Kinsey: Special Edition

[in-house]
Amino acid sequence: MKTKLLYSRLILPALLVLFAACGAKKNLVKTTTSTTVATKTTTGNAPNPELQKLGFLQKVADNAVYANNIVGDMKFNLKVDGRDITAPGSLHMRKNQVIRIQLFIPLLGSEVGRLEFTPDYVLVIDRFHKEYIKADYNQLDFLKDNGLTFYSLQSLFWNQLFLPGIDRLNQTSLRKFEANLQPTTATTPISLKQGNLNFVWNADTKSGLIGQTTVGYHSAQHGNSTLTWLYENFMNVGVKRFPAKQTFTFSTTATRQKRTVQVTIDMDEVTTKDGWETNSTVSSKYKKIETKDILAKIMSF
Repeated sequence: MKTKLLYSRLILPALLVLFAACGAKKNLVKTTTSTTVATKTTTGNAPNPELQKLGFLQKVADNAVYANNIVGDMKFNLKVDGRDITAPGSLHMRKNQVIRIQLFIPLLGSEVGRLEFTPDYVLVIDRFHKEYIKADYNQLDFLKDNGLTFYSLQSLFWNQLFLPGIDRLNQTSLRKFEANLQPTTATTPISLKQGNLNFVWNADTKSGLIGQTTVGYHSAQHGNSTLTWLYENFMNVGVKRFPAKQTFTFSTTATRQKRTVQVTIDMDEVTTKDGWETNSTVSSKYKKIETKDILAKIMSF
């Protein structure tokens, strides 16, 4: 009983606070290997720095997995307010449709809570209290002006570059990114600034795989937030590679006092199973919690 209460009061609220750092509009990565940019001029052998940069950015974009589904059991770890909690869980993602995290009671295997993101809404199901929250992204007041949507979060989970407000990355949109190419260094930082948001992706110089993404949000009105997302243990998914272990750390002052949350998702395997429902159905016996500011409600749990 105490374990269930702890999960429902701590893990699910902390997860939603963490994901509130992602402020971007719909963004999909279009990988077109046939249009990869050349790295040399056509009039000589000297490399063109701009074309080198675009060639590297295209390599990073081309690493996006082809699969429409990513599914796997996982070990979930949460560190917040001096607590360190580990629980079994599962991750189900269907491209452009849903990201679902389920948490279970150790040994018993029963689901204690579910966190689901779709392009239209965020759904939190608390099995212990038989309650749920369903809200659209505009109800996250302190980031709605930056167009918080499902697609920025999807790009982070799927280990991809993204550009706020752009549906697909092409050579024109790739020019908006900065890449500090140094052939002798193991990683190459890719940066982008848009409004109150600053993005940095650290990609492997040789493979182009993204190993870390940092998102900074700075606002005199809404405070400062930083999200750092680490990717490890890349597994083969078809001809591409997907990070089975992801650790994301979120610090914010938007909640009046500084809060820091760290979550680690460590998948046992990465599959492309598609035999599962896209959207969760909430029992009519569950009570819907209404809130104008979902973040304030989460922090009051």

No matter how far past middle school they might be, for most people, talking frankly about sex is still a giggle-inducing proposition. That's part of what makes Professor Alfred Kinsey such an interesting character (all the more so because he really existed). Writer/director Bill Condon's thoughtful, intimate 2004 biopic presents the infamous sexuality researcher (played by Liam Neeson) as a dedicated naturalist who was so free of pretension and artifice and so fascinated by his fellow humans that no subject fazed him and no behavior, no matter how eyebrow-raising, threw him for a loop. A scientist through and through, Kinsey was devoted to showing people that they were all "normal." Kinsey's dedication to sex, we learn, was sparked by his own bumpy start in the bedroom. On their wedding night, Kinsey (affectionately known as "Prok," short for "Professor Kinsey") and his bride, free-thinking, forthright Clara "Mac" McMillen (Laura Linney), have a dismal experience; luckily, a quick trip to an expert sets them down the road to a happy, fulfilling sex life. Prok makes it his mission to help others in similar circumstances; a sex class at Indiana University leads to what will become his life's work: collecting and analyzing sex histories from people of all shapes, sizes, colors, and socioeconomic backgrounds. Along the way he also collects a few disciples, including enigmatic Clyde Martin (Peter Sarsgaard), boyish Wardell Pomeroy (Chris O'Donnell), and dapper Paul Gebhard (Timothy Hutton), all of whom find their sexual attitudes and practices affected by their association with the bow-tied dynamo. Kinsey's own horizons which, the film tells us, were partially hemmed in by his demeaning, fire-and-brimstone preacher father (John Lithgow), broaden significantly as a result of his work; Condon doesn't hesitate to include Prok's affair with another man (although some Kinsey experts claim the film doesn't accurately portray the extent of the researcher's various extramarital relationships). Though it all, Neeson plays Kinsey with passion and conviction , giving a strong performance that's backed up by good work from the rest of the cast, particularly Sarsgaard (whose work is often underappreciated) and Linney. Linney seems to have a lock on playing intelligent, strong women these days, and she infuses Mac with a compelling blend of empathy and street smarts, making her just the kind of partner Kinsey needed to keep him tethered to the real world. Kinsey the movie may never achieve the kind of notoriety that Kinsey the man did, but as an introduction to one of the 20th century's most polarizing personalities, Condon's picture pushes all the right buttons. Fox's two-disc special edition offers a nice anamorphic transfer (2.35:1) with DTS and Dolby Digital 5.1 audio options (Spanish and French 2.0 tracks are also available, as are English and Spanish subtitles). Condon contributes an affable commentary track on the first disc; the rest of the extras are on the second platter, where there are 21 deleted and extended scenes (including the original ending), a three-minute gag reel, trailers, a brief tour of the museum at the Kinsey Institute, an interactive sex questionnaire (based on real science, unlike most DVD quizzes), and a feature-length "making-of" documentary that goes well beyond the fluff of most featurettes. Dual-DVD slimline keep-case.